It is not because our children are so great and flawless that we have nothing bad to say about them. Nor is it because we should try to cover up their flaws. The bottom line is respect. Children are individuals, no matter how small they are, deserving no less respect than us adults. It is not fair to them if we treat them like pets, as if they cannot understand or do not care what others say or think about them. It is sometimes frustrating to me that some people simply don’t get this point.
In Chinese language, there is a rather self-depreciating way of referring to one’s own son — quan zi. I even feel uncomfortable translating it into English, but I have to. It means “son of a dog.” How I dislike it!
Don’t take it as these people are really playing down themselves by using the phrase quan zi. They just try to be modest. Or rather, they think they are supposed to be modest and thus act out modesty. Either way, I am fed up with the inconsistency between what is modestly said and what is thought inside. Well, I found myself in a not-so-nice mood when it comes to inconsistency.
Back to my topic, sometimes the need to keep a modest appearance might overwork itself when some Chinese parents feel the urge to belittle their children in front of their friends. Such a heavy topic on this sunny winter Sunday.
No art class and tennis lesson on this Saturday. A nice break for me. Yet, I was more engaged today than normal Saturday. More house cleaning and cooking than my back could tolerate.
A family of five came over in the late afternoon today. They often asked about my son. When my son came home last Sunday, I thought it better to have them come over. Beside, their daughter and mine are friends. Their daughter is about my daughter’s age, a happy teenager or not. When I asked the mother if her daughter showed any sign of teenager rebellion, she did not answer my question directly. Instead she said it was always the parents’ fault when a conflict occurred between a teenager and the parents. She did not detail what kind of conflict that involved her daughter. I could see things were not rosy from their conversation.
Other people commented that her daughter was mature for her age. Yet, as far as I observed, she has exhibited a different kind of maturity or even immaturity. To be exact, she actually acts out her maturity or tried to give the impression of her being a mature adult and should be treated like an adult, which in itself is the sign of immaturity.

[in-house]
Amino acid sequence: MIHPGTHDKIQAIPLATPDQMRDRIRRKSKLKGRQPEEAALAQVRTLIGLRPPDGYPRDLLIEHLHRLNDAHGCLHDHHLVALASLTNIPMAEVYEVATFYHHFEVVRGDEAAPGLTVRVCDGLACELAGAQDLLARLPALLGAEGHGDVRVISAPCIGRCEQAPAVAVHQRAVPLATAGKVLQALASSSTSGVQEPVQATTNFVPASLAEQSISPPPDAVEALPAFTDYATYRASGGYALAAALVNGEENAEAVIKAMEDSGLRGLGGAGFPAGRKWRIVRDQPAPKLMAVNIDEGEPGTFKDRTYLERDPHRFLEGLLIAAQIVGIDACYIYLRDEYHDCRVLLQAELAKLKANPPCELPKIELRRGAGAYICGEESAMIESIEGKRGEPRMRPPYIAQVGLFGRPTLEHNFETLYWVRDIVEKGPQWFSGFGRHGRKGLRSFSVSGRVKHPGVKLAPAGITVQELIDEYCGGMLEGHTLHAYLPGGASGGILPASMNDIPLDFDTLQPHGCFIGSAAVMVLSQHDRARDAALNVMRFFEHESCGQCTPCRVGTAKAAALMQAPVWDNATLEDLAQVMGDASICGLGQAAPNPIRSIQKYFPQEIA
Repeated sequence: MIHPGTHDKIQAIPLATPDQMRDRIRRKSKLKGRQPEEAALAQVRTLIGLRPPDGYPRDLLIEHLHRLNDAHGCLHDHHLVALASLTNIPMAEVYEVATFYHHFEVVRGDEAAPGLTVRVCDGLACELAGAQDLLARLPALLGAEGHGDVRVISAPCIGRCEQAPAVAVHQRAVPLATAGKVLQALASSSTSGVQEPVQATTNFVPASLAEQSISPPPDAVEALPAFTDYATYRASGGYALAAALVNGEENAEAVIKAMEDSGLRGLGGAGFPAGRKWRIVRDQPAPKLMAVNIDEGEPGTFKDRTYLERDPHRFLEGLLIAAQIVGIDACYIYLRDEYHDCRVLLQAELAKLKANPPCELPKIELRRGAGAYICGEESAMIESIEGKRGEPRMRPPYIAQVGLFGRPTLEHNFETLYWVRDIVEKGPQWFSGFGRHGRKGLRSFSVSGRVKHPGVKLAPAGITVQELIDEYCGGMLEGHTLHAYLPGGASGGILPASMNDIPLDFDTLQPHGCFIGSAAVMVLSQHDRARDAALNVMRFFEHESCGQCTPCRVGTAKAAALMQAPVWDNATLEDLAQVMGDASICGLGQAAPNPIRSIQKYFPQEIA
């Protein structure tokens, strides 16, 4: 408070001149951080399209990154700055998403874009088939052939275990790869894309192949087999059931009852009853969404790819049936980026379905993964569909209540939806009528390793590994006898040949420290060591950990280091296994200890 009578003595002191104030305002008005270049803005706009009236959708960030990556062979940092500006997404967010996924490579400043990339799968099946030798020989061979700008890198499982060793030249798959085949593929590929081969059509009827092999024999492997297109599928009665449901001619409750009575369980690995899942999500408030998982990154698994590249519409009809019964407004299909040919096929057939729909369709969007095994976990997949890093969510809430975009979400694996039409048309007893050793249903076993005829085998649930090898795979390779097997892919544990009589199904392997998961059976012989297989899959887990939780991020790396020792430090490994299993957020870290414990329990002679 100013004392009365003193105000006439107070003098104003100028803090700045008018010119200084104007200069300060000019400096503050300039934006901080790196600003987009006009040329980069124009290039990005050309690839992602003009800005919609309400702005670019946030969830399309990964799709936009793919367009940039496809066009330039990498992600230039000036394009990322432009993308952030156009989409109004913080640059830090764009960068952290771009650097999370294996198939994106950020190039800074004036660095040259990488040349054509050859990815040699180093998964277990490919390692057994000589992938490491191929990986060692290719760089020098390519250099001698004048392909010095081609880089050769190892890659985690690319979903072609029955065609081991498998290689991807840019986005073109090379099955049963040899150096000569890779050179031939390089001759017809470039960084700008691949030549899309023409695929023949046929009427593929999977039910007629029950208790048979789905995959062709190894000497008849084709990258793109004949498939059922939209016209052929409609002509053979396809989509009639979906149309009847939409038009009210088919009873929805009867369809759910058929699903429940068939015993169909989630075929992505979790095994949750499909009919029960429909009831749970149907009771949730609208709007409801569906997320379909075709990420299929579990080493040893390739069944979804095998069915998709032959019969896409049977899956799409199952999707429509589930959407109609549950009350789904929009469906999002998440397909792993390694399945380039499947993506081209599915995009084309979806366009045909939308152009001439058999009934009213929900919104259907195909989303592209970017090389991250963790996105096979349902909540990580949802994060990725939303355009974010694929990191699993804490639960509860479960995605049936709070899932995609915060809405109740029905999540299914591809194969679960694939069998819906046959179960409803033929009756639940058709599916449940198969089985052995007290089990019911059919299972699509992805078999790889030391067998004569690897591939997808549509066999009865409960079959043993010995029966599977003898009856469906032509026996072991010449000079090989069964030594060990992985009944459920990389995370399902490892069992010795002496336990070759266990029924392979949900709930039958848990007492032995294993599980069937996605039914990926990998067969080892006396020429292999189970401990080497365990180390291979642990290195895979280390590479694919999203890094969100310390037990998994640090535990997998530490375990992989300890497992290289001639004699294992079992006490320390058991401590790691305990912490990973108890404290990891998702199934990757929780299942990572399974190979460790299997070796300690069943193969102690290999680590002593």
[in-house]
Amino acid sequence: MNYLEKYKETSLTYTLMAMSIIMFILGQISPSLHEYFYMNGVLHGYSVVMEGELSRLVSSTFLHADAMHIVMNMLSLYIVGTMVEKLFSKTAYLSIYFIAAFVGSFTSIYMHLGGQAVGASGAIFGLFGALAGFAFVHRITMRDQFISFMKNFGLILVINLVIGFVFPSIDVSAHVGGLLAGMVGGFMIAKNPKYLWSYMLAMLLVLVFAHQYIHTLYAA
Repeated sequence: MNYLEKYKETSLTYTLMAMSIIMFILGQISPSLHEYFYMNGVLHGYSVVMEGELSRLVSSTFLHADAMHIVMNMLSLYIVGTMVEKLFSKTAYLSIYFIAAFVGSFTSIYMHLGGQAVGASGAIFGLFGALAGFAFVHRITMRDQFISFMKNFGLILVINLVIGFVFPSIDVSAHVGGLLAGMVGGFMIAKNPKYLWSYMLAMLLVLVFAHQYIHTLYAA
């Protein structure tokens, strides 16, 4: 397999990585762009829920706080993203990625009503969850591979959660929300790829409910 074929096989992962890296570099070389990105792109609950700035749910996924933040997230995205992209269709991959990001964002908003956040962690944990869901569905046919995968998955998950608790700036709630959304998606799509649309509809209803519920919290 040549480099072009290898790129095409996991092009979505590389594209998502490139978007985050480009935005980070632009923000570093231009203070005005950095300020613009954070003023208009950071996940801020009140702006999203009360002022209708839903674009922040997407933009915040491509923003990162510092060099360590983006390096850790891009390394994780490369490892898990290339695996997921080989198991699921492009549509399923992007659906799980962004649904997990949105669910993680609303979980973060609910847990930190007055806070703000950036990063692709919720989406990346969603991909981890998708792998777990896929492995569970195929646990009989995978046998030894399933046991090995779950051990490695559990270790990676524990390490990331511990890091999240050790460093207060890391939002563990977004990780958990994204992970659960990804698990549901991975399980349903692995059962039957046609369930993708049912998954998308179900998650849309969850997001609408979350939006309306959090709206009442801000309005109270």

I am sure the 14-year-old will grow out of this stage years later. I would very much like to see people, small or big, act naturally. Yes, I am glad to see my children behaving humbly in front of people of their senior. Hopefully they will remain this humble even after they have surpassed us in their career.
Friday evening is always busier than other weekday evening. Yesterday was day after Christmas when many stores normally offer deep discount on that day. The two youngest ones in my family have been looking forward to shopping today. The little boy has been asking for an MP3 player ever since he saw many of his classmates having them at school. I promised him I would buy one for him right after Christmas.
The girl asked her brother to take her to Town Center as she believed she could get some good deal for her clothes. Too bad my son did not have the car key to drive them around. They waited for me to get back from work.
I took them out immediately I got back before 4 PM. The boy got what he wanted and the girl did not find any good deal but asked to go to Border’s. So I dropped her there and got back home with the 10-year-old and my son.
My son had a dinner gathering with his friends and then they went to one of his friends’ house and stayed there till a little after midnight.
Seeing them so eager to buy and spend, I found it highly necessary to share with them my thought on the plight of the couple that we met at Christmas dinner. My son told me not to worry about him, while my daughter shrugged it off as if the topic were so irrelevant. I surely hope they will eventually truely understand why we need to save while we have instead of spending it all. Right now, they remind me so much of the couple we met at Christmas dinner. Only they are a lot younger.
We were invited by a neighbor for Christmas’ dinner, where we became acquainted with a couple who came from the same city as our neighbors’. The plight of the couple is so dire that I kept thinking about them afterwards. It provides a sharp contrast to the happy mood of the season.
The couple became jobless lately, living pretty much on money from the man’s relative. In an attempt to save money, they set temperature at 50 degrees at their house, so cold that the husband, in his mid-40th, got sick and now both of them lived in our neighbor’s house. Fortunately, they don’t have any children.